I always wondered if the name Minneapolis Saints was ever considered for the Twins.  I always thought that would have been a clever way to acknowledging the fans on one side of the river while playing on the other.  It also would have staved off the Pandora's Box of naming teams after entire states for at least a few more years.  Although you could probably argue that with the Angels moving to Orange County, it only would have delayed the inevitable. 

    The Texas Rangers and Florida Panthers cases are interesting since they're named after proper nouns.  You could also make that argument for the Colorado Rockies.  But then you have to wonder if those names were chosen to passively justify using the state's name.  In the case of the Marlins, Florida was chosen specifically because they felt it would win over more fans in other parts of the state before the Devil Rays came along even though Miami Marlins was a traditional name for baseball teams in South Florida.  Arizona Diamondbacks is the one I have a major problem with because you can't even make the argument that they don't play in Phoenix.  It also got rid of the Phoenix Firebirds moniker, which is one of my favorite ever team names.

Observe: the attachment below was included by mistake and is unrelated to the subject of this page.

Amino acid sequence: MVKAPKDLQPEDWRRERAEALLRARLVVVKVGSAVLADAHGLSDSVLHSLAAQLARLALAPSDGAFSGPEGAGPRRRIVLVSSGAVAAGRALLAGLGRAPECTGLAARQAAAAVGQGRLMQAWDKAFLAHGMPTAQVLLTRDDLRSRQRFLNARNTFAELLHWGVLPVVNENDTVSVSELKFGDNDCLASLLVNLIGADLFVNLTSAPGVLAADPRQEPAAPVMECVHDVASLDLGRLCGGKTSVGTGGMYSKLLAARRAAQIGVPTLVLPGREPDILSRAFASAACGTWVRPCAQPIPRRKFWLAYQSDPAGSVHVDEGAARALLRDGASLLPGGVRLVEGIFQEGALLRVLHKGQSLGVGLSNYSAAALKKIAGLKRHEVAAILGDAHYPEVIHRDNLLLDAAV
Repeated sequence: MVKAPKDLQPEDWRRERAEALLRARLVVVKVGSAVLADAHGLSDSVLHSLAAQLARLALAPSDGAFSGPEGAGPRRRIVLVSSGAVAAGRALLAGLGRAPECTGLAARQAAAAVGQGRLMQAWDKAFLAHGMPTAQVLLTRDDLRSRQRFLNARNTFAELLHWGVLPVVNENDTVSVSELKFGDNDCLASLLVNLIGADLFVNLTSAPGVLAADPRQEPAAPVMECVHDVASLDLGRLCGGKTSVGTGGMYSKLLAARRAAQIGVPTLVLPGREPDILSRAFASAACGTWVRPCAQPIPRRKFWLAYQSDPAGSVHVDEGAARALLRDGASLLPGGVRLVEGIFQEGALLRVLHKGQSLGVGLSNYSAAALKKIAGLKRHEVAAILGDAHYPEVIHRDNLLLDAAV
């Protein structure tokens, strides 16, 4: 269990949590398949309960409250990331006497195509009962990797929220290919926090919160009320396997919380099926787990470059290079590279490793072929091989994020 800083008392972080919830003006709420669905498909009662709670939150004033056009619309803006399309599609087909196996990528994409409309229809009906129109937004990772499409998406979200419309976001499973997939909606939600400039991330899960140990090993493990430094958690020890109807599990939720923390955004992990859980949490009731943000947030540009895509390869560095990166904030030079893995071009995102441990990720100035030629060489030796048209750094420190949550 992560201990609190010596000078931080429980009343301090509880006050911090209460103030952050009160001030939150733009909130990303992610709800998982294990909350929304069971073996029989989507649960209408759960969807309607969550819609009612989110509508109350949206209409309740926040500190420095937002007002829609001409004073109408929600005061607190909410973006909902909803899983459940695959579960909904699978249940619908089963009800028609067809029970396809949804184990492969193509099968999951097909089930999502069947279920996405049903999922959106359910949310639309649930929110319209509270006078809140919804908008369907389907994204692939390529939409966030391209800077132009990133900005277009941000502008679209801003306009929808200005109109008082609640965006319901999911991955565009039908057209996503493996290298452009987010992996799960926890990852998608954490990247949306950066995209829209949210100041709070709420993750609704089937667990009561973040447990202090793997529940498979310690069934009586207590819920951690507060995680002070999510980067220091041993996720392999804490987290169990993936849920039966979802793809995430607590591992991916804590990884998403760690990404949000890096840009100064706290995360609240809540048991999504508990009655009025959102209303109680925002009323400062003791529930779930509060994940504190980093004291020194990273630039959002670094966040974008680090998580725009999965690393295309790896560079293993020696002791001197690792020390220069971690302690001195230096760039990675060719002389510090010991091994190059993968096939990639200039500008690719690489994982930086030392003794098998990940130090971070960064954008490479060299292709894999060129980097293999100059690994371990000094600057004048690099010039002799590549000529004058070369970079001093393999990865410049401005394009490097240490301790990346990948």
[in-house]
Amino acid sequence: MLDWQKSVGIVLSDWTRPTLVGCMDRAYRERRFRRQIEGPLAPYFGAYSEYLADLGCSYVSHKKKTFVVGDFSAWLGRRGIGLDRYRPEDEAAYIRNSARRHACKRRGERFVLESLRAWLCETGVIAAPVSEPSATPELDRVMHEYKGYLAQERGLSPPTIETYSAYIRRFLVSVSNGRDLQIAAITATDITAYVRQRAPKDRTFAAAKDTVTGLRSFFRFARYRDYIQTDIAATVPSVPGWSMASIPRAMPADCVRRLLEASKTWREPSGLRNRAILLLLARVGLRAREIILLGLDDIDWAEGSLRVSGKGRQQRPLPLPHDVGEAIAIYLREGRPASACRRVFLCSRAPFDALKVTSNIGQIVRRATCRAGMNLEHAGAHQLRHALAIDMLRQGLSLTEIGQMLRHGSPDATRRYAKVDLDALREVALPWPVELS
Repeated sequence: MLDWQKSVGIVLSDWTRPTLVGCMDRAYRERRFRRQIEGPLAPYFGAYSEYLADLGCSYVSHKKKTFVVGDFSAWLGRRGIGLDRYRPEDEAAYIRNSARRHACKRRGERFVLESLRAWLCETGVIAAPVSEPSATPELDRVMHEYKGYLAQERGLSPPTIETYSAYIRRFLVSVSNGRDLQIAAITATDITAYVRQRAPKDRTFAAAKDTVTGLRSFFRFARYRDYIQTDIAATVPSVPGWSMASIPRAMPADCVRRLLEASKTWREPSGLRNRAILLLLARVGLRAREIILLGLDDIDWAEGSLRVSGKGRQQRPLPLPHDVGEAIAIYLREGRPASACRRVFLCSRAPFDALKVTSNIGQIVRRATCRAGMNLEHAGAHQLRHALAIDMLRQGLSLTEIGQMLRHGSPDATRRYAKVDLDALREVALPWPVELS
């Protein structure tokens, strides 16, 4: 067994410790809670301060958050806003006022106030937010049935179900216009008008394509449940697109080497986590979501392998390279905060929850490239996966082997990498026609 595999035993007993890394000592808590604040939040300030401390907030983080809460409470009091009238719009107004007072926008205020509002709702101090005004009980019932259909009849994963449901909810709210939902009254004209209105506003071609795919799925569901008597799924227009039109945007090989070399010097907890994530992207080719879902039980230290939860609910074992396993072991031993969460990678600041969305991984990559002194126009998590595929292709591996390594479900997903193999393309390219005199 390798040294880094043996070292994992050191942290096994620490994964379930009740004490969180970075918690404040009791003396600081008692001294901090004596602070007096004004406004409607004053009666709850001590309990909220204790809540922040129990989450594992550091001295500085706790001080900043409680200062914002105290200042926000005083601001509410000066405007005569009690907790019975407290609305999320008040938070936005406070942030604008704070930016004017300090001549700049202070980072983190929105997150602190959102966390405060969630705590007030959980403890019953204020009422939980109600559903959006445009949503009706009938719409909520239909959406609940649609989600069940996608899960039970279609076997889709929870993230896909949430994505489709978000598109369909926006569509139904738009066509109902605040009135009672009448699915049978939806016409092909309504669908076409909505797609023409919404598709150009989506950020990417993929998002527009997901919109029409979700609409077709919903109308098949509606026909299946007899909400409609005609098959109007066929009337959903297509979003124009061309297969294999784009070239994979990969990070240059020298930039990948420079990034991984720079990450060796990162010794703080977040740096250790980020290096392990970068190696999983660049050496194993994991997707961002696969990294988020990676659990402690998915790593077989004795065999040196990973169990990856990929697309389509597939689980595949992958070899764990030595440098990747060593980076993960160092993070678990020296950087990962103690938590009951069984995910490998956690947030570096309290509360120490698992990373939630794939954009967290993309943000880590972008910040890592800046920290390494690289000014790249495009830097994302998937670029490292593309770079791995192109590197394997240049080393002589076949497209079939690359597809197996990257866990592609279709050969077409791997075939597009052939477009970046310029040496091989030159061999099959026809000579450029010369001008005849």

Golden State is just odd, but that was also around the time when the Capital Bullets were a thing.  Perhaps that's how the NBA was trying to set itself apart from the other leagues at the time.  Maybe I should be glad that trend didn't start a few years earlier... I might be rooting for the Lake Michigan Skunks.